Limited English Proficiency
Individuals who do not speak English as their primary language, and who have a limited ability to read, speak, write, or understand English can be Limited English Proficient, or "LEP." These individuals may be entitled to language assistance with respect to a particular type of service, benefit, or encounter. Federal laws particularly applicable to language access include Title VI of the Civil Rights Act of 1964, which prohibits discrimination based on national origin, Executive Order 13166 issued in 2000, and Maryland Senate Bill 265, enacted in 2002.
Executive Order 13166 requires Federal agencies, and those agencies receiving federal funds, to examine the services they provide, identify any need for services to those with LEP, and develop and implement a system to provide those services so LEP persons can have meaningful access to them. It is expected that agency plans will provide for such meaningful access consistent with, and without unduly burdening the fundamental mission of the agency. The Executive Order also requires that the Federal agencies work to ensure that recipients of Federal financial assistance, such as SHA, provide meaningful access to their LEP applicants and beneficiaries.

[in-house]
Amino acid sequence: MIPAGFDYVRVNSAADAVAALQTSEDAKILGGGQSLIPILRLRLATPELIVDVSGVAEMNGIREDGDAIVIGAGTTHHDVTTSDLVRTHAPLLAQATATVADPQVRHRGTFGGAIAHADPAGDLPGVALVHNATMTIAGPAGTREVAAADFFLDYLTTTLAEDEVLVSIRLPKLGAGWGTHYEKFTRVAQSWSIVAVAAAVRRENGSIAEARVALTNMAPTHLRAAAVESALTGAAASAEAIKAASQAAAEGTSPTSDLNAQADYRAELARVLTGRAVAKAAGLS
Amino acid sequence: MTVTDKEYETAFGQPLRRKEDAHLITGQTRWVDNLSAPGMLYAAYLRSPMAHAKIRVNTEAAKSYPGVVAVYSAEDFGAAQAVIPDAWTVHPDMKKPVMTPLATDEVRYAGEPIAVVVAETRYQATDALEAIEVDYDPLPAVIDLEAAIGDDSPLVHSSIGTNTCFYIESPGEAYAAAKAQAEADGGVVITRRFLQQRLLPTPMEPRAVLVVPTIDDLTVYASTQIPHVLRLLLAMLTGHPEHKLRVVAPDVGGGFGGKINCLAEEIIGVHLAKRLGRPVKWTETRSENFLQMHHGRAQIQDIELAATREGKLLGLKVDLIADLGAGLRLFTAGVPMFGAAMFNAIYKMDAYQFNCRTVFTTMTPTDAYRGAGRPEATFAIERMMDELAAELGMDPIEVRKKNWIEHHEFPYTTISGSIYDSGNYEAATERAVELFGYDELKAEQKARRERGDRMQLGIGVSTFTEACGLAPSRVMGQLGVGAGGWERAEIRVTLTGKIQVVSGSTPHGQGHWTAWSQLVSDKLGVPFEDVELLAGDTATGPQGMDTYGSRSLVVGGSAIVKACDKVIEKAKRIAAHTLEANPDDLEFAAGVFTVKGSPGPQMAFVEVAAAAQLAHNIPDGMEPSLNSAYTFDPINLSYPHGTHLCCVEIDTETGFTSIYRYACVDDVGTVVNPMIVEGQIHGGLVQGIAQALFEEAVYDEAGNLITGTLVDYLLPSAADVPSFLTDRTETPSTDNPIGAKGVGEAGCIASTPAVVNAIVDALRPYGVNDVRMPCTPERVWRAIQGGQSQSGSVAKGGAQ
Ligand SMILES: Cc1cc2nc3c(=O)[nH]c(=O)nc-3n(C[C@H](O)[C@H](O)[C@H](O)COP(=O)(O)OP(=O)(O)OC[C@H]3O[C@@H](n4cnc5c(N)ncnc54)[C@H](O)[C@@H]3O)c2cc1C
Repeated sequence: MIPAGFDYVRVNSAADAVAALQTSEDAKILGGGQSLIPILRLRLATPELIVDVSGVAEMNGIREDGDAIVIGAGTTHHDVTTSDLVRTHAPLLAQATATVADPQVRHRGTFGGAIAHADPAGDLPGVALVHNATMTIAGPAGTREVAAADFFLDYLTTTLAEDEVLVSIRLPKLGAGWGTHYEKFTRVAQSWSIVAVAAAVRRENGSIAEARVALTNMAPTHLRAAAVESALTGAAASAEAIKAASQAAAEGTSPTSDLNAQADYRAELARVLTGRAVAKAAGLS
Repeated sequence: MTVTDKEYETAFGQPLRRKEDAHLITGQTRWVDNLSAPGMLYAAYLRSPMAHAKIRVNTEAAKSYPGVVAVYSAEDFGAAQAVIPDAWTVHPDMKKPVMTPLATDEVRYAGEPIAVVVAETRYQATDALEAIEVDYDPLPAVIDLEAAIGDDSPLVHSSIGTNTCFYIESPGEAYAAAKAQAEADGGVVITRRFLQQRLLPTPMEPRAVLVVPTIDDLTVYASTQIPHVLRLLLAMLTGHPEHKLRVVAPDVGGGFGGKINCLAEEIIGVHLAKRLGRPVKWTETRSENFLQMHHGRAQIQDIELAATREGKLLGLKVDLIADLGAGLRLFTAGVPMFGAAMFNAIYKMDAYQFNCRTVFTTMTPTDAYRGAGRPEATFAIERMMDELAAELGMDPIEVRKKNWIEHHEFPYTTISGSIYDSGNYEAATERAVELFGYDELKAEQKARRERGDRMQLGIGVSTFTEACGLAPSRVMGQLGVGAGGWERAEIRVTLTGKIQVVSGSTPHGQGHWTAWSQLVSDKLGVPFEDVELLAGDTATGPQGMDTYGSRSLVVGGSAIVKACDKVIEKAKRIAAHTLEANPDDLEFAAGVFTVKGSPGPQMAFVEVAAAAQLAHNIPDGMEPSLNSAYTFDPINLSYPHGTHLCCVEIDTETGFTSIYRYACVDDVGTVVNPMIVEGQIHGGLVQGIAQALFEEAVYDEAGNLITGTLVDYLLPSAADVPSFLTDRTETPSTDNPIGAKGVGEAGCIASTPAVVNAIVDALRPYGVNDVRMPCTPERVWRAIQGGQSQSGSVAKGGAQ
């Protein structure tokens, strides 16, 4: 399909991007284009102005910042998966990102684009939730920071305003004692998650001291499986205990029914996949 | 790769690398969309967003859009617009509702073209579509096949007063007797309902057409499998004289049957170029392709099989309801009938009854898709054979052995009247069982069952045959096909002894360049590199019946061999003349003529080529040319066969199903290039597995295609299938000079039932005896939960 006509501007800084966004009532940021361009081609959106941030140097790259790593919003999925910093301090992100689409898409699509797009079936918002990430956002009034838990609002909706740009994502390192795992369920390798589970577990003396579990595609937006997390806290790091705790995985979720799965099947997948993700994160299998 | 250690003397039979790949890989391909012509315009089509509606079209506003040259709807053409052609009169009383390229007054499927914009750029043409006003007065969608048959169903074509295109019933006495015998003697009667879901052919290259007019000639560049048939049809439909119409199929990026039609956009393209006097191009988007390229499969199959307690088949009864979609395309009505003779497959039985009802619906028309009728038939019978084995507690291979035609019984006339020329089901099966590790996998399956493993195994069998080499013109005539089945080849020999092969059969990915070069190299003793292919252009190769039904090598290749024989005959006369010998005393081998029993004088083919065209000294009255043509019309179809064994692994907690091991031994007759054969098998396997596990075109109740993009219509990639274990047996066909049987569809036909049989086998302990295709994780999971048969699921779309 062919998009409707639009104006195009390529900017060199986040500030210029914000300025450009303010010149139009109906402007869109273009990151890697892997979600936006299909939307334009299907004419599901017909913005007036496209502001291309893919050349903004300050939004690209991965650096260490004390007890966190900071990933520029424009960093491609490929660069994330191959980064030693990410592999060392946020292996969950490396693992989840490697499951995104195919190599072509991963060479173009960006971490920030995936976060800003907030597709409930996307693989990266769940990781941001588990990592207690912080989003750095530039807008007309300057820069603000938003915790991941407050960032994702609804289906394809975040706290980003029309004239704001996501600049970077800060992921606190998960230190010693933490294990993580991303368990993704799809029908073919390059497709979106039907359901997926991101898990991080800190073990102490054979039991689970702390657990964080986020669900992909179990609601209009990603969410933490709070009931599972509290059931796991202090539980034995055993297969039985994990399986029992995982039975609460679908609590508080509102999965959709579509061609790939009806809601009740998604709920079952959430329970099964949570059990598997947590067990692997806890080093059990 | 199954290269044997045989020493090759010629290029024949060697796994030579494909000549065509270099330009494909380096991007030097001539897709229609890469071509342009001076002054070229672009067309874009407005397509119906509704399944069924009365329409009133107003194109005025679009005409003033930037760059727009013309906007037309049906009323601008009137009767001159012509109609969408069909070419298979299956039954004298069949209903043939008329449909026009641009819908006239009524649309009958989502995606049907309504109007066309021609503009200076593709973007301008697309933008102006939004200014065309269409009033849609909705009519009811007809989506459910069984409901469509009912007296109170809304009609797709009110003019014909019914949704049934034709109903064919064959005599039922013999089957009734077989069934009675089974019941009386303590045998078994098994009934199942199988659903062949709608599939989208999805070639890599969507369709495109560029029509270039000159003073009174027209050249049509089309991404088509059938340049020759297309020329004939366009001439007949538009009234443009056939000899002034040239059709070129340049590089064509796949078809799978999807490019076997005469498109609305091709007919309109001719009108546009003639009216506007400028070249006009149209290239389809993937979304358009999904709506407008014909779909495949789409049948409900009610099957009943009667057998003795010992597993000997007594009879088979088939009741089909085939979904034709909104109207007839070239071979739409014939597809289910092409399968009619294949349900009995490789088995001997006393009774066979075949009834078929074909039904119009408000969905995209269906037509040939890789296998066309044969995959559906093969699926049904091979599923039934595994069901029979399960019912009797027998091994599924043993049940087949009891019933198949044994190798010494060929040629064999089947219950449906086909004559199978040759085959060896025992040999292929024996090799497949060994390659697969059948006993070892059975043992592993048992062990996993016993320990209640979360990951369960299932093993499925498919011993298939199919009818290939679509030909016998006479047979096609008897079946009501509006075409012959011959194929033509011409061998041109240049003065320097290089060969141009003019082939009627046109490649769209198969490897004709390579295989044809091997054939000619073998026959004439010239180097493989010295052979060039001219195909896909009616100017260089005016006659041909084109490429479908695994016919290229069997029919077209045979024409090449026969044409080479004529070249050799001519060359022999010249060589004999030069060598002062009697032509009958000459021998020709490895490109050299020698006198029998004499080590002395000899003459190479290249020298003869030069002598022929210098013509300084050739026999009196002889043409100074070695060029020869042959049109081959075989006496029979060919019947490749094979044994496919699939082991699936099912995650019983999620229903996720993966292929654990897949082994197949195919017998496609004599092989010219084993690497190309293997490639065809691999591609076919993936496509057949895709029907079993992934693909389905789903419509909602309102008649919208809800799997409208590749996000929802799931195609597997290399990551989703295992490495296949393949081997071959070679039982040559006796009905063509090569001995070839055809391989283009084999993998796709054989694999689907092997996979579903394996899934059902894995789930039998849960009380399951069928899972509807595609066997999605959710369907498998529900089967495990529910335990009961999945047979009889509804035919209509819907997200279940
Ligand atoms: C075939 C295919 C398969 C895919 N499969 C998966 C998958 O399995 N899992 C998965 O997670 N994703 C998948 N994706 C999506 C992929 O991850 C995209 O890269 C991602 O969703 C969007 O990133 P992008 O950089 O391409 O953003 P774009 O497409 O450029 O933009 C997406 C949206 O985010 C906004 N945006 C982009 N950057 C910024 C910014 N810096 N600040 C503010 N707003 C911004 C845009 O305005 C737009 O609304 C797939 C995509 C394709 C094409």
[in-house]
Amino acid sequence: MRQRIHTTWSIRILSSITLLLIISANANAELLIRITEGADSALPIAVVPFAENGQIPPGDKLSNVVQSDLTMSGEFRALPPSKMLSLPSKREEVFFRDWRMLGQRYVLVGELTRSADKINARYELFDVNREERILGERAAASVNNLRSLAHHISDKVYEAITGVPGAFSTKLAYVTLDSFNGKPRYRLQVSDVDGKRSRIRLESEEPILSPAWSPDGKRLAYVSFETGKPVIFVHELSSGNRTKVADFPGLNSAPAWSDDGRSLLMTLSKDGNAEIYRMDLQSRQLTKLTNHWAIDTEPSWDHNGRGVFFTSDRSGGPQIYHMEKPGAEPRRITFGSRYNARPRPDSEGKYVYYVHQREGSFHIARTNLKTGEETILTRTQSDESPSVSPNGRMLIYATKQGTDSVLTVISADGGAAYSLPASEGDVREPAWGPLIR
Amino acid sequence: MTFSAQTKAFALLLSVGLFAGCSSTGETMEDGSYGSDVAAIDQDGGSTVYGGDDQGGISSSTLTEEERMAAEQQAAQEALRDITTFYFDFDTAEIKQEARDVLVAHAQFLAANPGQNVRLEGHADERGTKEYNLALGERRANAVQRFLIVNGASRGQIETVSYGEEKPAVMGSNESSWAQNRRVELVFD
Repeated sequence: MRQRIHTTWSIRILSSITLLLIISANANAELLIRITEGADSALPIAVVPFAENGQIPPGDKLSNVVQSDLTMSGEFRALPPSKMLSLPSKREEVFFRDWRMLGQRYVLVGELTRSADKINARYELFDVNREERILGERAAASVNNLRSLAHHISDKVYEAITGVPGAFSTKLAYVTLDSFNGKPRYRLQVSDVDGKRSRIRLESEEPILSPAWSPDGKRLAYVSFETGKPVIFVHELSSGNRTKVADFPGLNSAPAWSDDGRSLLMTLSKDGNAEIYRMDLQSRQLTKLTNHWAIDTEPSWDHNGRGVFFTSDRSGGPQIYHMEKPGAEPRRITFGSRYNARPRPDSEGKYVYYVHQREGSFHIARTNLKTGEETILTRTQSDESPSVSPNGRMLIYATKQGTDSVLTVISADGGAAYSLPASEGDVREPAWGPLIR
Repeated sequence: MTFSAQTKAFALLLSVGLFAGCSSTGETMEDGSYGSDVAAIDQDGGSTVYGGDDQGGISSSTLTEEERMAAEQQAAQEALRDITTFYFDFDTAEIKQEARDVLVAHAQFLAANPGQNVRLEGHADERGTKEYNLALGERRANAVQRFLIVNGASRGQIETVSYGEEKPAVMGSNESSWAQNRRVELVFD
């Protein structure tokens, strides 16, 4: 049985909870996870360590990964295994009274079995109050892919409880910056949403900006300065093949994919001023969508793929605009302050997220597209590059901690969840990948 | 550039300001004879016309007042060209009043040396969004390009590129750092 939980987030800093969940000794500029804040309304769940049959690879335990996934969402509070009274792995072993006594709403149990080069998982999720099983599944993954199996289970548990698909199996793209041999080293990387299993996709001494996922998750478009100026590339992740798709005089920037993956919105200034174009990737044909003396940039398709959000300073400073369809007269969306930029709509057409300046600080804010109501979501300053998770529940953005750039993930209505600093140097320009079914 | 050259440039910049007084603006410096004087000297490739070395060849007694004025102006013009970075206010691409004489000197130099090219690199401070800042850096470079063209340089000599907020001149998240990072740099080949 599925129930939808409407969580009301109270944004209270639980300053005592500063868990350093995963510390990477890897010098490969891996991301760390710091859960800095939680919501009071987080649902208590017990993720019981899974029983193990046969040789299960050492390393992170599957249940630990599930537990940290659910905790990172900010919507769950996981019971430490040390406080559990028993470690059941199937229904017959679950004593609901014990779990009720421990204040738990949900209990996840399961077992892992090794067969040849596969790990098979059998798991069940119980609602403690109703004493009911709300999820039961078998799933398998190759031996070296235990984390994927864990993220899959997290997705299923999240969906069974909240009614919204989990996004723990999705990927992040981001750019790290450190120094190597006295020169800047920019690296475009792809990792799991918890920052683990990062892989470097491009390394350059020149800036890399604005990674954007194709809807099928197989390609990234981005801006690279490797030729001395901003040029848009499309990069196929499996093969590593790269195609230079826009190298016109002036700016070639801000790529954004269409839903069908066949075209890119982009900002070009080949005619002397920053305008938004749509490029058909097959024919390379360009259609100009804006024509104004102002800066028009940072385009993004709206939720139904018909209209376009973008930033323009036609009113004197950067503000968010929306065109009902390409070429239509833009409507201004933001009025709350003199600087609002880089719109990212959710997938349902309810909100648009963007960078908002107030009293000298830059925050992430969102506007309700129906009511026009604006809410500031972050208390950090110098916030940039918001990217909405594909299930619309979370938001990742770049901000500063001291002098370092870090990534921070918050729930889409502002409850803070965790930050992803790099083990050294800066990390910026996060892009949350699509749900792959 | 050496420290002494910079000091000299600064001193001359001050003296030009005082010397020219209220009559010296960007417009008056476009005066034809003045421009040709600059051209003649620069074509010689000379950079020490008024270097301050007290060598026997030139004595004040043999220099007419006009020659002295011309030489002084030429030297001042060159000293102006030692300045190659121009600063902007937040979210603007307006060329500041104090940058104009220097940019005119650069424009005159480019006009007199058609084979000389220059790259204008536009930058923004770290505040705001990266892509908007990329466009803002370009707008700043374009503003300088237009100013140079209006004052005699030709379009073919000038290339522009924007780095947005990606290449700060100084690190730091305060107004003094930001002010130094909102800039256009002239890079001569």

More information on Executive Order 13166 can be found at Executive Order 13166: Improving Access to Services for Persons with Limited English Proficiency.
MD Senate Bill 265 is primarily a state reaffirmation of Executive Order 13166. The law declares the intent of the Maryland General Assembly that State departments, agencies, and programs shall provide equal access to public services for individuals with Limited English Proficiency; requiring vital documents to be translated into any language spoken by any Limited English Proficient population that constitutes 3% of the overall population within a specified geographic area.